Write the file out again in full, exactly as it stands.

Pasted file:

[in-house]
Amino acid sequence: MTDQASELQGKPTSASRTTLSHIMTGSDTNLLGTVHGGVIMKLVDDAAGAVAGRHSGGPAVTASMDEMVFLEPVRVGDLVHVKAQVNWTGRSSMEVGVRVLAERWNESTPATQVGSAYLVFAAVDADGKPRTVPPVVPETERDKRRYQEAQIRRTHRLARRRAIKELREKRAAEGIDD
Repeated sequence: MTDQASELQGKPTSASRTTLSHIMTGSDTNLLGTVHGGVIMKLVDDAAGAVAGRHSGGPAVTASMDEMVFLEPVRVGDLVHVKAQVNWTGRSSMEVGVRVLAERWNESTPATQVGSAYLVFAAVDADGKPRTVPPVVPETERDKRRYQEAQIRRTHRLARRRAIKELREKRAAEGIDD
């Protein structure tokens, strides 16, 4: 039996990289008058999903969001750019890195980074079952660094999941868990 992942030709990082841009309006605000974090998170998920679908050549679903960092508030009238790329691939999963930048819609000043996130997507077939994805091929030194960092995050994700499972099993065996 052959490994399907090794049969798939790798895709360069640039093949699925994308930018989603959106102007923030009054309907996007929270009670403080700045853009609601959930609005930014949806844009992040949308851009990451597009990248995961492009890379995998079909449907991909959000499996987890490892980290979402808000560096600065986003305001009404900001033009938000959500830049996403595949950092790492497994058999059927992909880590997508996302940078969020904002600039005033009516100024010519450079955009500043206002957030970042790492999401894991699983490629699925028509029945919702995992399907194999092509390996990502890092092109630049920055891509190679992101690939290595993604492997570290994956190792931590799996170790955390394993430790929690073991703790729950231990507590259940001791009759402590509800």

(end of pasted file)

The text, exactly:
[in-house]
Amino acid sequence: MTDQASELQGKPTSASRTTLSHIMTGSDTNLLGTVHGGVIMKLVDDAAGAVAGRHSGGPAVTASMDEMVFLEPVRVGDLVHVKAQVNWTGRSSMEVGVRVLAERWNESTPATQVGSAYLVFAAVDADGKPRTVPPVVPETERDKRRYQEAQIRRTHRLARRRAIKELREKRAAEGIDD
Repeated sequence: MTDQASELQGKPTSASRTTLSHIMTGSDTNLLGTVHGGVIMKLVDDAAGAVAGRHSGGPAVTASMDEMVFLEPVRVGDLVHVKAQVNWTGRSSMEVGVRVLAERWNESTPATQVGSAYLVFAAVDADGKPRTVPPVVPETERDKRRYQEAQIRRTHRLARRRAIKELREKRAAEGIDD
């Protein structure tokens, strides 16, 4: 039996990289008058999903969001750019890195980074079952660094999941868990 992942030709990082841009309006605000974090998170998920679908050549679903960092508030009238790329691939999963930048819609000043996130997507077939994805091929030194960092995050994700499972099993065996 052959490994399907090794049969798939790798895709360069640039093949699925994308930018989603959106102007923030009054309907996007929270009670403080700045853009609601959930609005930014949806844009992040949308851009990451597009990248995961492009890379995998079909449907991909959000499996987890490892980290979402808000560096600065986003305001009404900001033009938000959500830049996403595949950092790492497994058999059927992909880590997508996302940078969020904002600039005033009516100024010519450079955009500043206002957030970042790492999401894991699983490629699925028509029945919702995992399907194999092509390996990502890092092109630049920055891509190679992101690939290595993604492997570290994956190792931590799996170790955390394993430790929690073991703790729950231990507590259940001791009759402590509800």